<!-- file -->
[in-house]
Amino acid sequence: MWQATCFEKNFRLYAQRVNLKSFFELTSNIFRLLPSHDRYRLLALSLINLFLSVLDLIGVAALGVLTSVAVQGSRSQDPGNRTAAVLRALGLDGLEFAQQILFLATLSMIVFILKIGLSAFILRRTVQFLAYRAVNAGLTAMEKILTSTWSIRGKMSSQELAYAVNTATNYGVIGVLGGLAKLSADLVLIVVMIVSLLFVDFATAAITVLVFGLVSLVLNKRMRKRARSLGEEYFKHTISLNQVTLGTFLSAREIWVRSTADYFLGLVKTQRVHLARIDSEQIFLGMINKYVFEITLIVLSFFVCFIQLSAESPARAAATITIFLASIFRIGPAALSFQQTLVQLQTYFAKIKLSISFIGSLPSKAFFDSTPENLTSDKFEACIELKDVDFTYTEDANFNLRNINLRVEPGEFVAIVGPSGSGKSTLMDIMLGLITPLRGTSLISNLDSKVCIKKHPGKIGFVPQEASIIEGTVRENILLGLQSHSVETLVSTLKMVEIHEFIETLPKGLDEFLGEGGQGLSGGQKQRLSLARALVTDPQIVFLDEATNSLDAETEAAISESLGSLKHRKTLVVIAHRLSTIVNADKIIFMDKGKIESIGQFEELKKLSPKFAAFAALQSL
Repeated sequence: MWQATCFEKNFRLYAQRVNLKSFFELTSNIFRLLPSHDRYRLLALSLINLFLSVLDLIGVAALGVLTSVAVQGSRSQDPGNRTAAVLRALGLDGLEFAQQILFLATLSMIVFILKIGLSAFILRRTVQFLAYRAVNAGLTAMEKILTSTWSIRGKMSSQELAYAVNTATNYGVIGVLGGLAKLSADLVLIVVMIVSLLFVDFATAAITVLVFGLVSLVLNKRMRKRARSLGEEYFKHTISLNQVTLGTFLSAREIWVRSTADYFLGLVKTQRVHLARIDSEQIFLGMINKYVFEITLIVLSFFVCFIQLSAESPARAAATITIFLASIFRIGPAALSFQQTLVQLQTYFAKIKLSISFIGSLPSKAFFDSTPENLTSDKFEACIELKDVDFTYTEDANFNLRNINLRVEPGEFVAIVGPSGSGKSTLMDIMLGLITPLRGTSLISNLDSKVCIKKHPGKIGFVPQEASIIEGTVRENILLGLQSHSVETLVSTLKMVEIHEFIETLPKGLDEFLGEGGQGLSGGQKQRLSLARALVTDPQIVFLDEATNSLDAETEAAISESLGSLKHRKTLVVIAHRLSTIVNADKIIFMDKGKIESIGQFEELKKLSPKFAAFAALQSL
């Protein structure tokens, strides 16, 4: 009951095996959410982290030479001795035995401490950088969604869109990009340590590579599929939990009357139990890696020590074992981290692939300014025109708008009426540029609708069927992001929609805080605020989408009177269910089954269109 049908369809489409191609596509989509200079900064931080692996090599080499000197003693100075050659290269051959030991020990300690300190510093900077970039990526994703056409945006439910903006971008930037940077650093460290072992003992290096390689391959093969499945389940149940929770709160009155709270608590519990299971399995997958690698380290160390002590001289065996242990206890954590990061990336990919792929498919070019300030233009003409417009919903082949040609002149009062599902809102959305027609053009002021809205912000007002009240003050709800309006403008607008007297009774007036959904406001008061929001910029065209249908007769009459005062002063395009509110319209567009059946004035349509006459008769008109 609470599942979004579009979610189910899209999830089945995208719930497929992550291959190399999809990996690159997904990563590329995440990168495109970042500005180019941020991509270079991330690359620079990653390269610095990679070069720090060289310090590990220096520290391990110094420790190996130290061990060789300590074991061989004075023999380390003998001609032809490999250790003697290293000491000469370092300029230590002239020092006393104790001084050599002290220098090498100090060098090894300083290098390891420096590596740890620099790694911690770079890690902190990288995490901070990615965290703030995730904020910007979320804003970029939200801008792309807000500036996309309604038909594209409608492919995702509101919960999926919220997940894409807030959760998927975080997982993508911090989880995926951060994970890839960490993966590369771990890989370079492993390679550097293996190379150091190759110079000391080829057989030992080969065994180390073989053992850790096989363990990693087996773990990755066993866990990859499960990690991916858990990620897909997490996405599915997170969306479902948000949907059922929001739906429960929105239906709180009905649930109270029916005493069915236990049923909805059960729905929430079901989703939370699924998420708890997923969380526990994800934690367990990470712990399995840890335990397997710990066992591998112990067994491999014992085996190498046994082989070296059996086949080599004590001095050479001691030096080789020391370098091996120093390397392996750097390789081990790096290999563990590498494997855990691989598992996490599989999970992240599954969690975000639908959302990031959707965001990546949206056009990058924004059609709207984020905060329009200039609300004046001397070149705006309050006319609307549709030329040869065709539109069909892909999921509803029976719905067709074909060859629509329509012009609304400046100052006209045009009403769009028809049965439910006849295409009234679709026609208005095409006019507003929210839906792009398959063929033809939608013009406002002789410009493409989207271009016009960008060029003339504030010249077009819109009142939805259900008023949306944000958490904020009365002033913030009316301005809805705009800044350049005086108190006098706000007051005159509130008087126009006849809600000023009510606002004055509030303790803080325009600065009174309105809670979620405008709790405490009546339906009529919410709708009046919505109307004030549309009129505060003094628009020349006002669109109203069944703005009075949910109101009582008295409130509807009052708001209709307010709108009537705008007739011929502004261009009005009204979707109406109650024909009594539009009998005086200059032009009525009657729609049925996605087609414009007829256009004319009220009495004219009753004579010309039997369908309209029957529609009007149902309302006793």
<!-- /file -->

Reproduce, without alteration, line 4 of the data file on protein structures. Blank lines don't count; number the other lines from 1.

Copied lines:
């Protein structure tokens, strides 16, 4: 009951095996959410982290030479001795035995401490950088969604869109990009340590590579599929939990009357139990890696020590074992981290692939300014025109708008009426540029609708069927992001929609805080605020989408009177269910089954269109 049908369809489409191609596509989509200079900064931080692996090599080499000197003693100075050659290269051959030991020990300690300190510093900077970039990526994703056409945006439910903006971008930037940077650093460290072992003992290096390689391959093969499945389940149940929770709160009155709270608590519990299971399995997958690698380290160390002590001289065996242990206890954590990061990336990919792929498919070019300030233009003409417009919903082949040609002149009062599902809102959305027609053009002021809205912000007002009240003050709800309006403008607008007297009774007036959904406001008061929001910029065209249908007769009459005062002063395009509110319209567009059946004035349509006459008769008109 609470599942979004579009979610189910899209999830089945995208719930497929992550291959190399999809990996690159997904990563590329995440990168495109970042500005180019941020991509270079991330690359620079990653390269610095990679070069720090060289310090590990220096520290391990110094420790190996130290061990060789300590074991061989004075023999380390003998001609032809490999250790003697290293000491000469370092300029230590002239020092006393104790001084050599002290220098090498100090060098090894300083290098390891420096590596740890620099790694911690770079890690902190990288995490901070990615965290703030995730904020910007979320804003970029939200801008792309807000500036996309309604038909594209409608492919995702509101919960999926919220997940894409807030959760998927975080997982993508911090989880995926951060994970890839960490993966590369771990890989370079492993390679550097293996190379150091190759110079000391080829057989030992080969065994180390073989053992850790096989363990990693087996773990990755066993866990990859499960990690991916858990990620897909997490996405599915997170969306479902948000949907059922929001739906429960929105239906709180009905649930109270029916005493069915236990049923909805059960729905929430079901989703939370699924998420708890997923969380526990994800934690367990990470712990399995840890335990397997710990066992591998112990067994491999014992085996190498046994082989070296059996086949080599004590001095050479001691030096080789020391370098091996120093390397392996750097390789081990790096290999563990590498494997855990691989598992996490599989999970992240599954969690975000639908959302990031959707965001990546949206056009990058924004059609709207984020905060329009200039609300004046001397070149705006309050006319609307549709030329040869065709539109069909892909999921509803029976719905067709074909060859629509329509012009609304400046100052006209045009009403769009028809049965439910006849295409009234679709026609208005095409006019507003929210839906792009398959063929033809939608013009406002002789410009493409989207271009016009960008060029003339504030010249077009819109009142939805259900008023949306944000958490904020009365002033913030009316301005809805705009800044350049005086108190006098706000007051005159509130008087126009006849809600000023009510606002004055509030303790803080325009600065009174309105809670979620405008709790405490009546339906009529919410709708009046919505109307004030549309009129505060003094628009020349006002669109109203069944703005009075949910109101009582008295409130509807009052708001209709307010709108009537705008007739011929502004261009009005009204979707109406109650024909009594539009009998005086200059032009009525009657729609049925996605087609414009007829256009004319009220009495004219009753004579010309039997369908309209029957529609009007149902309302006793």